Mobile apps and the year of adaptation
March 1, 2013
Tatyana Mahlaeva is mobile applications QA manager for A1QA
It is well known that the sale of mobile devices has exceeded the sale of desktop computers and laptops for a few years running. Add to that the declining cost of mobile devices, which results in greater accessibility for the consumer.
These two facts have not only led to the current high number of sales for mobile applications, but also directly leads to the growing need for app development.
According to the International Data Corporation (IDC), there will be 76.9 billion global downloads of mobile apps by next year at a value of $35 billion, according to sourced mobiThinking.
As a point of reference, 300,000-plus mobile apps were downloaded 10.9 billion times in 2010. With the continued high demand for mobile apps, marketers, retailers and developers in 2013 will be faced with many challenges and opportunities, mostly associated with new devices or new versions of existing devices.
All about size
It is likely we will continue to see mobile phone manufactures increase the diagonal size of their phones.
As a result, developers will need to adapt existing apps to fit the new screen sizes, while addressing optimum performance within the new format.
The good news is that these larger screens are becoming more informative, which translates into less clicks or touches from the consumer to access their apps and, therefore, less tweaks needed by developers.
Rise of new platforms
An important event in the world of mobile app development was the recent Windows Surface launch.
This is a significant step towards the adaptation of desktop apps for mobile operating systems, both in terms of the availability of the tablet as a full desktop operating system and the ability to use a desktop operating system for devices with a touchscreen.
The main challenge with this device is that there are two versions of the operating system: Microsoft Surface Pro and Windows RT Microsoft Surface. With two operating systems, two more versions of any given app must be developed.
Speaking in HTML5
In terms of new technology, the introductions of Mobile HTML5 and Near Field Communication (NFC) are the most important developments for the mobile app industry.
Becoming popular after the “death” of Microsoft Silverlight, Mobile HTML5 has gained ground in numerous ways.
Most devices already support Mobile HTML5, there are no significant competitors since the abolition of Silverlight, and the high level of performance from current mobile devices allows for taking full advantage of this language.
HTML5 is also the most obvious way to create a universal app that supports various mobile operating systems.
This is not to say “native” apps will disappear, as they are a mainstay of connecting users to a particular mobile platform. Despite this fact, understanding HTML5 is a must for mobile app developers.
NFC is a relatively new word in the world of mobile devices that refers to the ability to exchange data between devices at a distance of approximately four inches.
Current leading mobile OS Android devices, such as the Samsung Galaxy S III and Motorola Droid Razr Maxx HD, already have the NFC-chip built-in and the next generation of Apple’s iPhone may likely include the chip.
The quick deployment of NFC technology means new opportunities for mobile interaction with various other devices and, as a result, the emergence of new and improved services, such as one-time ticket authorization and faster bar code/QR code recognition.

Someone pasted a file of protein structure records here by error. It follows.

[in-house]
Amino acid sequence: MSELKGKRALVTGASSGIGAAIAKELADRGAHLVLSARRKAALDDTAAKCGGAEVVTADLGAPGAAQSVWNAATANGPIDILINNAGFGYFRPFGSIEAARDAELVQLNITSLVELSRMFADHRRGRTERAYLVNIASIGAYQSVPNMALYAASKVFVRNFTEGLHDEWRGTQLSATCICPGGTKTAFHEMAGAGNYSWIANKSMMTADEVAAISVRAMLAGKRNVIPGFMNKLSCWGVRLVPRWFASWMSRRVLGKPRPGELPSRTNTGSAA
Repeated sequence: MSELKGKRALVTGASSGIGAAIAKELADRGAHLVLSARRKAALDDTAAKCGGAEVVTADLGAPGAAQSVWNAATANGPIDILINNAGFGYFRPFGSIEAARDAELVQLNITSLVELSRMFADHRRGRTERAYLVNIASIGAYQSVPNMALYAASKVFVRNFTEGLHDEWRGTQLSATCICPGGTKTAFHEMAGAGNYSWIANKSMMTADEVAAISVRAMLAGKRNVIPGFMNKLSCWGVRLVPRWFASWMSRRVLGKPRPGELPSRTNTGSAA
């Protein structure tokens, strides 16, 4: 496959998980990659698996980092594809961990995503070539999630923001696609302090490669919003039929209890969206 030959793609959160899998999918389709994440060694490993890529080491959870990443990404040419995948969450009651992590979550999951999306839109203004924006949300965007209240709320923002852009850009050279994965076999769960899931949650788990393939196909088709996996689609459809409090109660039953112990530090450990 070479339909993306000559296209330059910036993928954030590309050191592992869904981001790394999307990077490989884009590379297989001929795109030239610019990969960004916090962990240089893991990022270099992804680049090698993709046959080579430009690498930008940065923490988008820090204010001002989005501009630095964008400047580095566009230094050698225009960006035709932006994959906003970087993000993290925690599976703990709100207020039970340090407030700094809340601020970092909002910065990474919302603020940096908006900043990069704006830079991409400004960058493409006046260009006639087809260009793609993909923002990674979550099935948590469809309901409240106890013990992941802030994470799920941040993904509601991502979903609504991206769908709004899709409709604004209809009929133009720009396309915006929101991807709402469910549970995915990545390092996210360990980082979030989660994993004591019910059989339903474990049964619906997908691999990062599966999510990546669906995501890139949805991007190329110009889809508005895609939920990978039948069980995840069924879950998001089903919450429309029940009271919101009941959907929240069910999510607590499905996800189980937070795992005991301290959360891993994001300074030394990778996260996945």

With these advancements, developers will have new challenges with existing payment systems and creating separate niche-oriented apps for miscellaneous services and goods.
In addition, this technology can be used in services and devices for personal identification by the owner of the mobile device and, therefore, involves the development of customized apps for data services.
Currently, there is no protection from a third party in the implementation of NFC standards, which means a careful approach to security must be taken with measures such as the use of cryptographic algorithms. This implies an increase in the time and effort for app development.
New Year, new devices
In 2013, we will probably see two new devices that will present a number of challenges to mobile app developers.
The first one, Project Glass from Google, introduces augmented reality glasses that display data through a Bluetooth connection with the mobile device.
This again presents the need to reformat apps to work with a new size and technology. It also means there will need to be many more apps created, from navigation to displaying text messages.
Also, apps will need to be developed with a sense for the limitations of Bluetooth technology, most specifically minimizing traffic because of the low data exchange rate.
The second new device is the long awaited Ubuntu Phone.
With this new OS, the challenges for developers are obvious: a new market segment of mobile devices and a new operating system.
There will be opportunities to use existing technologies for developing Ubuntu apps because the whole idea of Ubuntu – to create a mobile operating system – will not be completely separated from the desktop version, but will be an extension of it.
What is all the hype?
Gartner’s Hype Cycle neatly represents the maturity and adoption of apps and technologies.
Among those noted in 2012 are HTML5 and NFC. Both surrounding the peak of inflated expectations, it is still unsure how far these technologies will progress over the next five to 10 years.
Will the other technologies noted provide the most feasible and efficient methods of adapting and creating mobile apps? Only time, and successful apps, will tell.
Tatyana Mahlaeva is mobile applications QA manager for A1QA, an Austin, TX-based global software testing and quality assurance company. Reach her at .
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